Conclusion: Right now, it's hard to deliver a definitive verdict on the Xperia Play. This is largely due to the that the PlayStation Suite online store not being ready. However we're generally impressed with both the phone and how existing games have been integrated to use the Xperia Play's controls. We like how the new custom UI both looks and works – a definite improvement on how it used to be on the Xperia X10. One area that concerns us is memory.
Conclusion: The Sony Xperia Go is therefore fine looking, easily the most handsome and powerful rugged phone out there. The fact its waterproof, able to deal with life’s little mishaps definitely adds a great USP to the mix. We’re not sure that this excuses the low resolution screen or out of date operating system, but the Xperia Go has plenty of appeal. In turn, anyone who wants a waterproof looker and can splash out £220 needn’t look elsewhere.
Pros: Great design and build, Most powerful rugged phone, Expandable storage
Cons: Low-resolution screen, Out of date Android version, Mediocre camera
Summary: The overall experience was great, and the performance was very impressive. We must say that Sony’s Xperia Go is a fantastic Android smartphone for those who frequently travel. Those who love trekking, mountaineering or wandering into the wild will find this phone extremely useful. Featuring light weight, a sleek form-factor, a crisp display, a fast UI, a waterproof and dustproof shell, an onboard GPS, music and entertainment, and Internet connectivity, all packed into...
Excerpt: An active lifestyle demands a certain type of smartphone. At least, that's what the product designers at Sony seem to think. Last year brought the Xperia Active, and now the Xperia Go has seen the light of day. Both of these phones are aimed at active people that enjoy physical exercise and aren't afraid of a little weather. Hardware.Info tested the new Xperia Go.
Conclusion: If you fancy an Xperia active in a more attractive disguise this is absolutely the phone for you. What’s more the go is an excellent all-rounder for the money, especially when you compare it to key rugged rivals like the Motorola Defy+ and far pricier Panasonic Eluga . Even if you’re not especially in need of a rugged phone we can see the water resistance being genuinely useful, especially if you’re adventurous and allergic to phone insurance, and we’d be very surprised...
Summary: The Sony Xperia Go is quite the looker, and under the bonnet it’s packing all the right hardware: it’s simply an added bonus that the whole affair is water and dust resistant. However, unless you’re spectacularly butterfingered or work on an oil rig, it’s hard to recommend over rivals: running Android 2.3 as it does, it’s now two full versions out of date. You’d be better off with the HTC One V, which runs the more modern Android 4.0 for a similar price - £200 upfront.
Summary: If anything, the added resistance to the natural elements and from occasional bumps and scratches is the Sony Xperia Go’s greatest selling point. This should appeal to people who are looking for a smartphone that they can take wherever they are regardless of the weather. Considering that Sony is aiming at the said market, the phone’s below average battery capacity coupled with its lackluster screen resolution can be a huge roadblock for prospective buyers.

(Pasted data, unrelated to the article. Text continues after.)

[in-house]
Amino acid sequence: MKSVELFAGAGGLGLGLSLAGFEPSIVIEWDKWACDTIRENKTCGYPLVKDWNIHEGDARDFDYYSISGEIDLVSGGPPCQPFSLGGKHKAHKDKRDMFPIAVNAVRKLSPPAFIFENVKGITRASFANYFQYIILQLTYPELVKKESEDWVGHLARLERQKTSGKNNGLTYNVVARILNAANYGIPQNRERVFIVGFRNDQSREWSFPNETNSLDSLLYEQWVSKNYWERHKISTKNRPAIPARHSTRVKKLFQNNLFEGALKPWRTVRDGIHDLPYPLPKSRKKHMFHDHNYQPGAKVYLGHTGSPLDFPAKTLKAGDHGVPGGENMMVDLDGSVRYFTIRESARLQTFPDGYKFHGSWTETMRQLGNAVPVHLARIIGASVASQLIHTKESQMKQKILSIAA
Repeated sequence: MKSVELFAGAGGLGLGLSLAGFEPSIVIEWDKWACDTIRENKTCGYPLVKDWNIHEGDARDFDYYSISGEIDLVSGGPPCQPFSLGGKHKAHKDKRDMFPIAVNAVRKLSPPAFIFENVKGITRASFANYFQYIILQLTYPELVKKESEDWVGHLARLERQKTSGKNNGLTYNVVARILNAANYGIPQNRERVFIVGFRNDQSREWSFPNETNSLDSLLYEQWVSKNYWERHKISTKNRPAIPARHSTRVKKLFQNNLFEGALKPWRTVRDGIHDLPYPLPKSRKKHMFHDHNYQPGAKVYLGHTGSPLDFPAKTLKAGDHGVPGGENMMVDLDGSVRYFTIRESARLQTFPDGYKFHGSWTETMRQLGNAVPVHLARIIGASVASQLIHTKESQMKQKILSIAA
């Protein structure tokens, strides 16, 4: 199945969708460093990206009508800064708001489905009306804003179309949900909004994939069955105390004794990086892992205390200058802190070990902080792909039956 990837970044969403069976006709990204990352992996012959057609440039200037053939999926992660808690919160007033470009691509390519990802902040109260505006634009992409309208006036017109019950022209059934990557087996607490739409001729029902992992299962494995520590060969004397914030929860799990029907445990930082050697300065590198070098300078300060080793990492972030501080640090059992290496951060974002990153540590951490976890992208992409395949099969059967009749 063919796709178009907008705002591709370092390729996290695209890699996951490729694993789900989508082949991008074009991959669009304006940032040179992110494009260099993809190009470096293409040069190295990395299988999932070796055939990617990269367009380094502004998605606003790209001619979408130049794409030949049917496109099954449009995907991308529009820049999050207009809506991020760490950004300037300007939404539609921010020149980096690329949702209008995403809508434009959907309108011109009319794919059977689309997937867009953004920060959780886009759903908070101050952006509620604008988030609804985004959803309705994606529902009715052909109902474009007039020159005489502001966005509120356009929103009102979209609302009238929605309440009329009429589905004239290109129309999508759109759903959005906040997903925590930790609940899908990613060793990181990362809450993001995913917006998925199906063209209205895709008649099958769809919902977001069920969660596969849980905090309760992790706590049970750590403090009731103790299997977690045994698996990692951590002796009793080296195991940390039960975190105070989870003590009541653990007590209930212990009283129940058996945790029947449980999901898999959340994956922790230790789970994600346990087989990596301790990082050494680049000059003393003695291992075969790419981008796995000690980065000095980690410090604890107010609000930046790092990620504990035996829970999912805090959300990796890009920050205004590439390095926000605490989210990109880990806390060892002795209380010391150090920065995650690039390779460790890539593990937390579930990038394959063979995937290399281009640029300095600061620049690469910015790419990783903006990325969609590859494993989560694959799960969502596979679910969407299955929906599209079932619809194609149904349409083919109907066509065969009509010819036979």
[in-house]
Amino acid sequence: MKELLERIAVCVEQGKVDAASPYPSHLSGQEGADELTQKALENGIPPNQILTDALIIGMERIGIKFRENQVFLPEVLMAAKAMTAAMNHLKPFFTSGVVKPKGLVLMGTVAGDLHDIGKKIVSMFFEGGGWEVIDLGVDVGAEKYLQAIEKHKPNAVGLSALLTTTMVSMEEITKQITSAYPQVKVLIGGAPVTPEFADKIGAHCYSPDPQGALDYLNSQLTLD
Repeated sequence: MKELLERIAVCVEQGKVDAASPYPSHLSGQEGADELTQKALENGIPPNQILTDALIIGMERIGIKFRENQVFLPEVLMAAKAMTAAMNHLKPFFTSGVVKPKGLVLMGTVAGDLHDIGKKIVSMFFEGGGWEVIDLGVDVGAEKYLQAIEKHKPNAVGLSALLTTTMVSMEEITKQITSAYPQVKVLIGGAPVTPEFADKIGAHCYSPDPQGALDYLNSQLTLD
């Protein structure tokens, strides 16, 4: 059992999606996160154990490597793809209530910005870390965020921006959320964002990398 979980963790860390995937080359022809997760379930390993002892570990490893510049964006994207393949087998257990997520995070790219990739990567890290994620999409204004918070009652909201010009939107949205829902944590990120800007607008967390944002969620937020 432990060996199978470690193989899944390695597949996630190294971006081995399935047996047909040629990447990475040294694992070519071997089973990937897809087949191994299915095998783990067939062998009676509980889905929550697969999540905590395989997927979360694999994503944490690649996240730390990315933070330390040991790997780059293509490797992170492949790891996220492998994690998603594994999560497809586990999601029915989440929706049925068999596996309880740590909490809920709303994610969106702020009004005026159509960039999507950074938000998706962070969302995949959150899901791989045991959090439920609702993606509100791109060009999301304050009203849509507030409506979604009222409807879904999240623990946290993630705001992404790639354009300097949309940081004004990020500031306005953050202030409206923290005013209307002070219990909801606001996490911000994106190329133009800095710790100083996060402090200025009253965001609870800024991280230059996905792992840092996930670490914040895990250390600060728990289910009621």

Conclusion: Sony may've parted ways with Ericsson but they still seem to hang out at some of the places they used to go together. One thing's for sure, the Xperia go won't mind being around the Xperia active, even if it finds itself under the occasional meter of water. So, it's a phone that's supposed to make a living off the beaten track, but the Xperia go plays it safe by following closely in the Xperia active's footsteps.
Pros: IP67 certified for dust and water resistance, wet-finger tracking, Quad-band GSM/GPRS/EDGE support, 3G with 7.2 Mbps HSDPA and 5.76 Mbps HSUPA, 3.5" 16M-color LED-backlit LCD capacitive touchscreen of HVGA resolution (320 x 480 pixels) at around 165 ppi, Bravia Mobile engine, Android OS v2.3 Gingerbread, Dual-core 1 GHz Cortex-A9 CPU, Mali-400 GPU, NovaThor U8500 chipset, 512 MB RAM, 5 MP autofocus camera, single LED flashlight, geotagging, image stabilization, smile ...
Cons: No ICS out of the box, Screen resolution a bit low by today's standards, No arm case and wrist strap in the bundle (ala the Sony Ericsson Xperia active)- available in the Xperia go "Sports Edition", No hardware camera shutter key, No secondary camera, no video calls, No DivX/XviD video support, 1080p video playback is a no go, too, No ANT+ support for connection to sports peripherals (unlike the Xperia active)
Summary: The Sony Xperia Go runs on Android OS v2.3 (Gingerbread) and is powered by Dual-core 1.0 GHz processor with 512MB RAM. It has a 3.5-inch, 320 x 480 pixel display. The Sony Xperia Go also comes with a 5.0-megapixel camera that is able to record videos at 720p. It comes with 4GB of built-in storage, and is able to support microSD cards of up to 32GB.
Pros: + Water and dust resistant, + Excellent call quality, + Decent camera
Cons: - Low resolution display, - No Ice Cream Sandwich (Android 4.0), - Back cover is a stain magnet, - Transceiver, - Headset, - USB Cable, - Charger